Rear-projection screens an affordable option

I’ve heard of plasma and LCD but have recently heard of DLP – can you enlighten me on how DLP is different?

DLP is short for Digital Light Processor. It’s a chip technology from Texas Instruments that is used in rear-projection HDTVs, which are sometimes referred to as RPTVs.

Rear-projection TVs are HDTVs that are not as flat as plasma or LCD TVs. They are a bit bulkier and usually about 18 inches deep or so. They have an internal projection system inside that shines the picture toward you. This lands on the back of the screen you sit in front of. Besides DLP, there are two other rear-projection technologies including LCOS (liquid crystal on silicon) and 3LCD (3-chip Liquid Crystal Display).

Here’s how DLP works. The chip is a microprocessor embedded with millions of tiny micro-mirrors so small that you can’t see them with the naked eye. These mirrors are controlled by the chip to either point away from a light source inside the TV or point toward it. When they point toward it, they reflect light which appears as a white pixel (a dot color that’s part of the TV image) for the TV viewer. If the micro-mirror is pointed away from the light source, it reflects nothing, so a black pixel appears to the TV watcher. The light from the micro-mirrors shine through a spinning color wheel (which gives the light color) and a lens to create an image. The final image is projected toward you onto the back of the TV screen. You watch it from the other side.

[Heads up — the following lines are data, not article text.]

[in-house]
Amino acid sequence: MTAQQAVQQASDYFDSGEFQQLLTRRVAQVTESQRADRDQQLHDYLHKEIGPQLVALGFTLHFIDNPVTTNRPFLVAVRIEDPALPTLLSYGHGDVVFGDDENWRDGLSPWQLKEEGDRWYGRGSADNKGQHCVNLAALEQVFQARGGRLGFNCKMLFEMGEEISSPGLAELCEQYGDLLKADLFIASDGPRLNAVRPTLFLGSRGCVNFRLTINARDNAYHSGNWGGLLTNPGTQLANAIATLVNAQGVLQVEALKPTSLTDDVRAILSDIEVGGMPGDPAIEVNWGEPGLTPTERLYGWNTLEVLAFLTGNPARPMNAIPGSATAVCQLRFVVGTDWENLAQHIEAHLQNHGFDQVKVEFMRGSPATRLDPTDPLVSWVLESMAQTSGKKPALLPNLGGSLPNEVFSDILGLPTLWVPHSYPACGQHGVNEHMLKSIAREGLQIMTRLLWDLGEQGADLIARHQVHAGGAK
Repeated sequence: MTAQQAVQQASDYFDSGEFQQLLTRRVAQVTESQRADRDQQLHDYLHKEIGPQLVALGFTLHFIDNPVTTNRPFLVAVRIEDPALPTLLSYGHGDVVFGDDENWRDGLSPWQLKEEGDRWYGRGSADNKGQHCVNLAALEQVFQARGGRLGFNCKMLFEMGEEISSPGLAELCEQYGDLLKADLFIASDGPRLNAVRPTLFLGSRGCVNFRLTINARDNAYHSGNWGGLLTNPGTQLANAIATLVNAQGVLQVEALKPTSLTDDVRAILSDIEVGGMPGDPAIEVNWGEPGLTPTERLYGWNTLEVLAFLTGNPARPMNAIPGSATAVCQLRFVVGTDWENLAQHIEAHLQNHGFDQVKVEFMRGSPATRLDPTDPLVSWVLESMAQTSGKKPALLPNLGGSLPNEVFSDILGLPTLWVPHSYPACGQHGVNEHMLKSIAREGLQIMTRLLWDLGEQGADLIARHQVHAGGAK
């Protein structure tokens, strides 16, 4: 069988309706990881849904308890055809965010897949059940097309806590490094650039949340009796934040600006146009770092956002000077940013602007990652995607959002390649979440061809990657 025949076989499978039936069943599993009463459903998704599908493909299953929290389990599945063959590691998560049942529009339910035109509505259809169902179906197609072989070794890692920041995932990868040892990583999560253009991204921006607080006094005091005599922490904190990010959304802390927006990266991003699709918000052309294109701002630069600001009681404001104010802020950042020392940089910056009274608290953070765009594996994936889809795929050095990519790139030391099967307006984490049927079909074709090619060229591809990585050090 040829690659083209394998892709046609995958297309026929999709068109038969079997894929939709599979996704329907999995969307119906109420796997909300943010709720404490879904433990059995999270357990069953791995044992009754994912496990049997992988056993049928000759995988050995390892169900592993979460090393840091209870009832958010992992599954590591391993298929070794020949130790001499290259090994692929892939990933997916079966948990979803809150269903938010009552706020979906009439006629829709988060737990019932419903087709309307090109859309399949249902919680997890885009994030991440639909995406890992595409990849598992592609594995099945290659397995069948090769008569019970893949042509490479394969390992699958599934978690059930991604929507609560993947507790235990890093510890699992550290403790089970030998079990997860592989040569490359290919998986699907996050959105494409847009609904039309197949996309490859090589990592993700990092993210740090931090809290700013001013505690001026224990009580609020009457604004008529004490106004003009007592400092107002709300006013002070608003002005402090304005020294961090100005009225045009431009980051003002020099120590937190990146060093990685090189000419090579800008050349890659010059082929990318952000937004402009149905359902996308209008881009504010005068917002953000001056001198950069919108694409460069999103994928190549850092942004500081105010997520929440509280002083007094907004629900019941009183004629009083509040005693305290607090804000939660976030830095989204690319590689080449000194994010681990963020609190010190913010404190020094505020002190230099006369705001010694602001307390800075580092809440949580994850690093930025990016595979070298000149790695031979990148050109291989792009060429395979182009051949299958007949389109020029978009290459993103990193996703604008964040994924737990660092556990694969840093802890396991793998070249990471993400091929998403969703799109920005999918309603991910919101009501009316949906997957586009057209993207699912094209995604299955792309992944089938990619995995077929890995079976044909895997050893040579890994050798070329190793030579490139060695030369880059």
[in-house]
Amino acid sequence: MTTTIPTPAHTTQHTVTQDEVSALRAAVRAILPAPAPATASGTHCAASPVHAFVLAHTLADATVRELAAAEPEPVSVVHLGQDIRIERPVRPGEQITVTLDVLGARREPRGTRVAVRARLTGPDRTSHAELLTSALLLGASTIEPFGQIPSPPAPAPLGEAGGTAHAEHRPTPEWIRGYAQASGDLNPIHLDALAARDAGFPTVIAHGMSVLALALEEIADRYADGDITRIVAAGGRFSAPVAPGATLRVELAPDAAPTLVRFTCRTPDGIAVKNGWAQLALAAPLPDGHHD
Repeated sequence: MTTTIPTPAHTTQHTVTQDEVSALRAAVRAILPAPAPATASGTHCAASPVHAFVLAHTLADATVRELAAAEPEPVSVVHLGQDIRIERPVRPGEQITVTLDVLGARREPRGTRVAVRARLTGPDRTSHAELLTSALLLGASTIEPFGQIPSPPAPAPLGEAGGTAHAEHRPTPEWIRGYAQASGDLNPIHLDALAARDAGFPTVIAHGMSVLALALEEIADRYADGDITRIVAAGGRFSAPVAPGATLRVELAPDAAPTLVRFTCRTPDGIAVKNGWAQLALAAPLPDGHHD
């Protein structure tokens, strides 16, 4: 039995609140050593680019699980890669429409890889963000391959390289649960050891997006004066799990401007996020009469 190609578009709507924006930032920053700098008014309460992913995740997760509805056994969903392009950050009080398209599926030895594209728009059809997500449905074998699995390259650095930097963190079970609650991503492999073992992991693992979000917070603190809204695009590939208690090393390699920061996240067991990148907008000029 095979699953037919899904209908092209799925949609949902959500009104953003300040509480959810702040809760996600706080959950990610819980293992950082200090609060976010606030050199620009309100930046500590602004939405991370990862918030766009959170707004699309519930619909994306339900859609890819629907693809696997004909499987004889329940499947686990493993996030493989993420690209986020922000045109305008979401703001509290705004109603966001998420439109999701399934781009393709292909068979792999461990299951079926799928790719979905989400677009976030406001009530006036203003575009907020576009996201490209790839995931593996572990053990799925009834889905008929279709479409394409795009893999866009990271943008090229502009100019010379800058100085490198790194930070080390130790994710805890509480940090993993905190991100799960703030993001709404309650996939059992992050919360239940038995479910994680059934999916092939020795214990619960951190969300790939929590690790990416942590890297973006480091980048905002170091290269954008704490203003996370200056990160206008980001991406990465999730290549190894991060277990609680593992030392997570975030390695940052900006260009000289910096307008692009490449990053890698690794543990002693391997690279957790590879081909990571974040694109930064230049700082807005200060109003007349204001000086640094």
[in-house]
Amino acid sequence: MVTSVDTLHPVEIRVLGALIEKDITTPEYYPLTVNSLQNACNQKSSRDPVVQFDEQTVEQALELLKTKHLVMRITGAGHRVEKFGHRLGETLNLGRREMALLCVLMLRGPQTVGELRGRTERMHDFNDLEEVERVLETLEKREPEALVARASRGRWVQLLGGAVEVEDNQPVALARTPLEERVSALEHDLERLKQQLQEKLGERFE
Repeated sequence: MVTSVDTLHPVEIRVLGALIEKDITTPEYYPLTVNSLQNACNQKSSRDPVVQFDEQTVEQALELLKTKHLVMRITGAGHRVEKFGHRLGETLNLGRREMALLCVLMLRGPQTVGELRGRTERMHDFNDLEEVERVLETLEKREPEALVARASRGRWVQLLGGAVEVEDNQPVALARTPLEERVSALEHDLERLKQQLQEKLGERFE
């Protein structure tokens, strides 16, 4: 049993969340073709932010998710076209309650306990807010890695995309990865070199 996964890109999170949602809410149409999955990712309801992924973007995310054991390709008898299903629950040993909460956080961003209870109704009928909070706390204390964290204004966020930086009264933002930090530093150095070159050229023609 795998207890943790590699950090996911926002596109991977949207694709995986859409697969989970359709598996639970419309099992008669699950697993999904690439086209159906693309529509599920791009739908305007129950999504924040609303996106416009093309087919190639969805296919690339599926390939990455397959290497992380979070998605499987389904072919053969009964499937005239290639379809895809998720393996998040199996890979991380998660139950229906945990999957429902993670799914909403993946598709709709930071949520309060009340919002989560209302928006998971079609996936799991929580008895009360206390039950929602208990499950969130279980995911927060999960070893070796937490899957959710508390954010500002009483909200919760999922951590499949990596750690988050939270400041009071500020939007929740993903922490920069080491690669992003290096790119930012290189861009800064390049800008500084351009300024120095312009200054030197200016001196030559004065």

The advantage of DLP rear-projection television is that it costs less than similar-sized plasma or LCD flat panels, especially on larger sizes. At a big electronics retailer this fall, 60-inch RPTVs were priced between $2,500 and $3,000, while equivalent-sized plasma screens went for $5,000 to $7,000. Surprisingly enough, Rear-projection TVs are also fairly light. My 50-inch Panasonic DLP, for example, weighs about 80 lbs and is about 18 inches deep. It’s not suited to hang on the wall, but it is easy to move.

If you’re looking for a large-screen, low-cost HDTV, you may want to look at a DLP rear-projection TV. They are big, beautiful, bright and affordable. Find more info on how DLP works at